Jang was known to be in charge of coordinating the Military First policy since the Kim Jong-il era and led the reform to hand over the rights and interests in foreign currency business from the military’s sole control to the government and the Workers’ Party. Of course, the military could have harbored hostility toward Jang because he took away the honey jar of the foreign currency business. But without Kim Jong-un’s strong will, Jang could have not pushed forward with a decision that was directly linked to Kim’s control over the military.
If it were a power struggle, the winner must take responsibility for the aftermath. Kim is highly motivated to push forward his new project on special economic zones. The economy, along with nuclear programs, is one of the two wings that will decide the fate of the Kim system. The projects can only succeed when China makes more investments, while the North invites investments from other countries.
If Jang’s downfall caused a failure in the projects, those who won the power struggle and expelled him will have to take responsibility. And that factor will be taken into account when Kim decides punishment for Jang.
Former Unification Minister Lee, who has been following North Korean affairs at the Sejong Institute, pointed out that the South Korean government is too quiet if it has determined that Jang’s fall was serious enough to have an impact on the South’s security. He said Jang had not lost a power struggle and the North’s South Korea policy won’t change as long as Pyongyang continues its current economic policies. Based on his two meetings with Jang in Pyongyang, Lee said Jang was not a person who would challenge his boss. Then why were two of his confidants executed? “They could have abused their power and been corrupt, believing that Jang had the power to protect them,” Lee explained.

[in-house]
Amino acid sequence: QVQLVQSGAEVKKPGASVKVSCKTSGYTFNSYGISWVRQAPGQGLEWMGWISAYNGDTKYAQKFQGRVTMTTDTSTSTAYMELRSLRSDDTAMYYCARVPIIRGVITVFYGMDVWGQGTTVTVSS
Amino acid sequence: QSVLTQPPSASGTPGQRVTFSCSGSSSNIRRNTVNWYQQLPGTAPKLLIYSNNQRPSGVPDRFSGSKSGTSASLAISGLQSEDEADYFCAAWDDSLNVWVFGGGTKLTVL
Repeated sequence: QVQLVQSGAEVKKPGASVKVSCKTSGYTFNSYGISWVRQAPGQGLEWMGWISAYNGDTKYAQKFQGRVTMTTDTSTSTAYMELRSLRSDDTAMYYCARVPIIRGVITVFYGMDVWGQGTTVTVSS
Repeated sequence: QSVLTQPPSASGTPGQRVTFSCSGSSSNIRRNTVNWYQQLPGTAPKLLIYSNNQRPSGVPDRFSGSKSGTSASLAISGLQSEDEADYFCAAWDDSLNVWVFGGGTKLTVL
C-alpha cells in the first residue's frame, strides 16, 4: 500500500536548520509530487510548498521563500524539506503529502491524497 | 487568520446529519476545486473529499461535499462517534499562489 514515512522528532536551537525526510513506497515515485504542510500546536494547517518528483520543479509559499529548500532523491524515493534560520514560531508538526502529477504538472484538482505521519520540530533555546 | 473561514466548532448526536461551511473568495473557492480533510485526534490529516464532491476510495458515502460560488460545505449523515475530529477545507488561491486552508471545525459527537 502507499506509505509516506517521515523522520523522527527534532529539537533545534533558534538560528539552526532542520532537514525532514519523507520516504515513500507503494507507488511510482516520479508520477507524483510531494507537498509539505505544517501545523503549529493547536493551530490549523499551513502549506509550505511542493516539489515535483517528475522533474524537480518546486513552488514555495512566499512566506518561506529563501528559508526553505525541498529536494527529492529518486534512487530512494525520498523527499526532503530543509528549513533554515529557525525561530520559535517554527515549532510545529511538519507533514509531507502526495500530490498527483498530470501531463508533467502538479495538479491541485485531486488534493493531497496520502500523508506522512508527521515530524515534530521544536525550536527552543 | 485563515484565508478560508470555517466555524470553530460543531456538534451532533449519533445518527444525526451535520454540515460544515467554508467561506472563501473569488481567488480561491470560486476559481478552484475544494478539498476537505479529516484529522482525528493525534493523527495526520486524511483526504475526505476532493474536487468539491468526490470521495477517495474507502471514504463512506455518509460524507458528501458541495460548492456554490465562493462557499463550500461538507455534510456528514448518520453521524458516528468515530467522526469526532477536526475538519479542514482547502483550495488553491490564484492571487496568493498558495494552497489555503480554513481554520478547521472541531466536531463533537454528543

The government also toned down its rhetoric a day after the revelation. There was no emergency meeting of security ministers and President Park Geun-hye made no mention about the situation in the North. The Chinese government also said it has no information and is still collecting intelligence.
But our incumbent unification minister, Ryoo Kihl-jae, was giving inconsistent comments. At the National Assembly, he said he knew the whereabouts of Jang, but couldn’t confirm it. Later, he changed his words and said it was not what he meant. The Ministry of Unification sadly danced along with the National Intelligence Service’s move because of its lack of information.
North Korea is always a sensitive issue, so we must approach it carefully and empirically. The National Intelligence Service, which has long monopolized information on North Korea, must have a strong urge to use intelligence to dilute growing public demands for reform of the spy agency. But it must refrain from doing so and make public the thoroughly verified and refined information within the framework of a concerted North Korea policy. The Blue House, too, must adjust the roles of the Ministry of Unification and the NIS, while politicians must think about the future of inter-Korean relations before their ambitions. The media and experts also should refrain from simply relaying foreign media’s subjective commentaries without proper filtering.
*The author is a senior columnist of the JoongAng Ilbo.
by Kim Young-hie